[26] ‘The United States’, Monthly Review, July 1999, p. 129.

[27] See especially Charles Kindleberger, Manias, Crashes and Panics: A History of Financial Crisis, New York 1977.

[28] See Lawrence Mishel, Jared Bernstein and John Schmitt, The State of Working America 1998–1999, Ithaca 1999.

[29] Recent business-book titles giving graphic expression of this state of mind include Dow 36,000 by James Glassman and Kevin Hassert; Dow 40,000: Strategies for Profiting from the Greatest Bull Market in History by David Elias, and, not to be outdone, Dow 100,000: Fact or Fiction by Charles Kadlec and Ralph Acampora.

[30] Robert Rubin, of course, was an unequivocal champion of financial deregulation while at the Treasury. Current Treasury Secretary Lawrence Summers is no less fervent a promoter of deregulation, even though as an academic economist he once showed apprehension of its dangers: see Lawrence and Victoria Summers, ‘When financial markets work too well: a cautious case for a securities transaction tax’, Journal of Financial Services Research, 1989, no. 3, pp. 261–86.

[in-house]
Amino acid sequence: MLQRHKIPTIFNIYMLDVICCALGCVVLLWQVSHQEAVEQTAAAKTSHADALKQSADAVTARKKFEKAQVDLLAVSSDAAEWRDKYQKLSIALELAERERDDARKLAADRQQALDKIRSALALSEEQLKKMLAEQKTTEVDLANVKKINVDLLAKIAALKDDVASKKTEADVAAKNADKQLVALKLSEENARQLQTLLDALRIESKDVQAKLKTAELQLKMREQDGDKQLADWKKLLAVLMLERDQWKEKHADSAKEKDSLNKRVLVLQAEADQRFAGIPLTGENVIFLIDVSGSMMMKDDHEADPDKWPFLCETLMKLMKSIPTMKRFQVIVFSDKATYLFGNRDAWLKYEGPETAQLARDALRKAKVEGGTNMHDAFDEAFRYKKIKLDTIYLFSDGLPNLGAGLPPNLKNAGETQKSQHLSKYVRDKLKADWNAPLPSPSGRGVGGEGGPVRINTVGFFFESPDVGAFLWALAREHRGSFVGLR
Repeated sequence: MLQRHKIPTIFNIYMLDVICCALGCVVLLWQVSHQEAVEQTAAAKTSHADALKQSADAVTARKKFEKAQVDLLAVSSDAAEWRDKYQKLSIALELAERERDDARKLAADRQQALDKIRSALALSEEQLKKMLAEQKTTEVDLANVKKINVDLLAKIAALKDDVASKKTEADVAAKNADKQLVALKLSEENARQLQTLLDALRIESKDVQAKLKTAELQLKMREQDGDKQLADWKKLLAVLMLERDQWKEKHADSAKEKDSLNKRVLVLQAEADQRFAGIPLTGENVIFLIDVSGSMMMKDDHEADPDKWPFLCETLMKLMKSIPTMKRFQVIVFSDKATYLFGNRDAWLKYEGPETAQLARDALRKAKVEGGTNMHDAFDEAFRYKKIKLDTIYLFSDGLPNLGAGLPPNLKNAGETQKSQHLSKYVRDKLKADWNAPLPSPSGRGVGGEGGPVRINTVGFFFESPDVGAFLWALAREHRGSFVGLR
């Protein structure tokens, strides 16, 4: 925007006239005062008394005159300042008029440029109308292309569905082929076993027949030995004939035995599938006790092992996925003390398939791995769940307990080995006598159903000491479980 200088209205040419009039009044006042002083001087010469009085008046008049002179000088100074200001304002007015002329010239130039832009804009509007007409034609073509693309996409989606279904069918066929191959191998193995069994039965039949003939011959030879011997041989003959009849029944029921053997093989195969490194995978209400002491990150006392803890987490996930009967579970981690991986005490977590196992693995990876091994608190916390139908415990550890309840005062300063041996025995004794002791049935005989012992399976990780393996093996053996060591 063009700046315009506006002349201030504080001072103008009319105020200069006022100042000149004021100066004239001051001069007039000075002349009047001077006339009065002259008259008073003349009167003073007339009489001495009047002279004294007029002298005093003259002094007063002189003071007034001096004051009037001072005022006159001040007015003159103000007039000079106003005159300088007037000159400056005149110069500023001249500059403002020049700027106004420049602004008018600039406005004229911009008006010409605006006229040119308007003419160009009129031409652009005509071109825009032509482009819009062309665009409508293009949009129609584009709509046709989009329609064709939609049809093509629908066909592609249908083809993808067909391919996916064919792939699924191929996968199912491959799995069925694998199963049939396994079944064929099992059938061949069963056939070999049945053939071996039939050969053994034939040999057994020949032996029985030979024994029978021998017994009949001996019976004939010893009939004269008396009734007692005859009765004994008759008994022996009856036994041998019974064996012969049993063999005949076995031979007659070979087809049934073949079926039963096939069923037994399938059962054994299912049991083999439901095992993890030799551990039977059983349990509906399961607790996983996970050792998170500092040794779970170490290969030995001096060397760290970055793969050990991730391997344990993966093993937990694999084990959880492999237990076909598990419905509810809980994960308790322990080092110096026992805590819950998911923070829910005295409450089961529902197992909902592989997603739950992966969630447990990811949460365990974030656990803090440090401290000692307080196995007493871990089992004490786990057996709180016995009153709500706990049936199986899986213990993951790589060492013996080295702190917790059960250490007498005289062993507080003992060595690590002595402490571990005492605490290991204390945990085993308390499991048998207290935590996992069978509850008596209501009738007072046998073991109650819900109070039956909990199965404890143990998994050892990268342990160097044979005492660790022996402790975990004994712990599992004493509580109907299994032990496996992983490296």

[31] See Jane D’Arista, ‘International Capital Flows and the US Capital Account’, Capital Flows Monitor, 6 December 1999.

[32] ‘International Capital Flows’, p. 2.

[33] In saying ‘probably’, as opposed to ‘certainly’, I am acknowledging the countervailing possibility that worsening conditions in overseas markets might have driven foreign investment in the US upwards. But it is still difficult to imagine that a full-scale bankruptcy of Long-Term Capital Management would not have burst the bubble of ‘irrational exuberance’ in America.